New drug could reduce symptoms of chronic cough

In two new studies, researchers found that a new drug at low doses can ease the often distressing symptoms of chronic cough with minimal side effects.

Higher doses can reduce the sense of taste, though at 50mg, the effect is much reduced.

The findings show the drug Gefapixant has the potential to have a significant impact on the lives of thousands of suffers.

The research was conducted by a team at The University of Manchester.

Chronic coughing is thought to affect between 4 and 10% of the population, some of whom cough thousands a time a day over many years.

While many patients improve with treatment of associated conditions such as asthma, gastroesophageal reflux disease, and nasal disease, many do not.

The condition can cause abdominal pain, urinary incontinence in women, as well as anxiety, depression, and difficulty sleeping.

The first study shows that in a 12-week trial of 253 patients- the largest of its kind- 80% of patients had a clinical response to a dose of 50mg.

A dose of 7.5mg reduced the coughing by 52%, 20mg by 52% and 50mg by 67% from baseline. Around a quarter did not respond to the drug.

And the second 16-day study of 57 patients showed that as little as 30mg of the drug could be effective—much lower than previously thought.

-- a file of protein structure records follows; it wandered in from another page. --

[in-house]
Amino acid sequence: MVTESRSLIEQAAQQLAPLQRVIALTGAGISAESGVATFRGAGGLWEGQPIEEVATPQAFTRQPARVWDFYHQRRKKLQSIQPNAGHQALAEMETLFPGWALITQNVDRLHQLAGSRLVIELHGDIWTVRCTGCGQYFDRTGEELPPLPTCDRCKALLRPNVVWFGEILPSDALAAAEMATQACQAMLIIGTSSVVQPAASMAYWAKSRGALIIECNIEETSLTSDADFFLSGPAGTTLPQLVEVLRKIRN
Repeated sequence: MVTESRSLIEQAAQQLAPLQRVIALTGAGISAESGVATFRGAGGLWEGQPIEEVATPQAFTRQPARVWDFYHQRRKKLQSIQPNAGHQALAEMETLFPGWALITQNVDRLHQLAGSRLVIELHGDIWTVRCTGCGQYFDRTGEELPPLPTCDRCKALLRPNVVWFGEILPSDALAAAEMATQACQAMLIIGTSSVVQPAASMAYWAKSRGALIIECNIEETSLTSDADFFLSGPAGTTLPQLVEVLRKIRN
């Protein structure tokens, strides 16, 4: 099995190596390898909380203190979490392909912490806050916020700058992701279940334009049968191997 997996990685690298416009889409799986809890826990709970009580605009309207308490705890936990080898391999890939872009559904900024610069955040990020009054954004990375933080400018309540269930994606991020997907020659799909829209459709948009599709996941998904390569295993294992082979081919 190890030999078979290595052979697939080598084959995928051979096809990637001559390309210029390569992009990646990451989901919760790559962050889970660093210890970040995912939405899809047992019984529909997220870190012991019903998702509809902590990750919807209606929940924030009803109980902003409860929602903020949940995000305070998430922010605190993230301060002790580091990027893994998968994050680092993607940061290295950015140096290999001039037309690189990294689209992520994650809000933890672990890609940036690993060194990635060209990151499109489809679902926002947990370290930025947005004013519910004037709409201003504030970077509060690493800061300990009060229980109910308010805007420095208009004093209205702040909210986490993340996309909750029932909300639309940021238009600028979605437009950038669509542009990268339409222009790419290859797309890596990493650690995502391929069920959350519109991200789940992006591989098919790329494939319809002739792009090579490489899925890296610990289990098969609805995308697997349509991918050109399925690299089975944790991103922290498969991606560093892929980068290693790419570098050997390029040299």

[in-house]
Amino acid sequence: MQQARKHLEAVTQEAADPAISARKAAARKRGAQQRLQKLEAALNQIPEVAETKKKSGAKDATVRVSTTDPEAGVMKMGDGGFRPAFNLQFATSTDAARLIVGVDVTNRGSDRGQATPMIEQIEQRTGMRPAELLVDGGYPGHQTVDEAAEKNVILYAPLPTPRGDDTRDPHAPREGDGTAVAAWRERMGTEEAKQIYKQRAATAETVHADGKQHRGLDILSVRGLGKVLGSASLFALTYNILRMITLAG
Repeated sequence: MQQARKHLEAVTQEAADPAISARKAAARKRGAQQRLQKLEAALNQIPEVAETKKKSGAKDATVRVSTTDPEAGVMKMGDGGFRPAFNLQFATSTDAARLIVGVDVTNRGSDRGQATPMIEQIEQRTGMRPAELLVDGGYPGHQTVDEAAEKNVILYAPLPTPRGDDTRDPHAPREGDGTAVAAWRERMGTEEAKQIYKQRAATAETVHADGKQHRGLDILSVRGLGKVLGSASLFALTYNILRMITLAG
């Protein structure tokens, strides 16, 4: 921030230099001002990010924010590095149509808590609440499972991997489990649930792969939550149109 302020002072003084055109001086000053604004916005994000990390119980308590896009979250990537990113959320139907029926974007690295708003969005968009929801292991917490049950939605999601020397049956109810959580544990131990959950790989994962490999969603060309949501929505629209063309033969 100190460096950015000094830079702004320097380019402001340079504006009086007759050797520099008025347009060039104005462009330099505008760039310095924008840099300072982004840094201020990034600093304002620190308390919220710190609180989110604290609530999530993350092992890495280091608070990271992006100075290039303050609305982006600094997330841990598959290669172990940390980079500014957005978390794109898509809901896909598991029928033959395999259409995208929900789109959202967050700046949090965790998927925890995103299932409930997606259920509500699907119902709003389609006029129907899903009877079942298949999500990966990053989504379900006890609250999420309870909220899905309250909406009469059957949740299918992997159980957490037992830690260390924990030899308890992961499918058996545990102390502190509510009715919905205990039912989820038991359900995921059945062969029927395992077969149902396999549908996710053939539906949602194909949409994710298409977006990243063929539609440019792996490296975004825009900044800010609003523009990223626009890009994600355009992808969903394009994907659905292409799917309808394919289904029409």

The drug is now in two larger global phases 3 trials, carried out to confirm and expand on the safety and effectiveness results from the previous research.

The team says the drug Gefapixant is able to target P2X3receptors in the nerves which control coughing and the team monitored the impact of the drug using a special cough monitoring device they developed which counts coughs.

The drug was initially developed as a pain killer until the researchers discovered it had a significant impact on chronic cough.

Some unlicensed drugs have also been shown to improve chronic cough, but their use is limited by unpleasant side effects.

The lead author of the study is Jacky Smith, a Professor of Respiratory Medicine at The University of Manchester.

The findings are published in Lancet Respiratory Medicine and the European Respiratory Journal.

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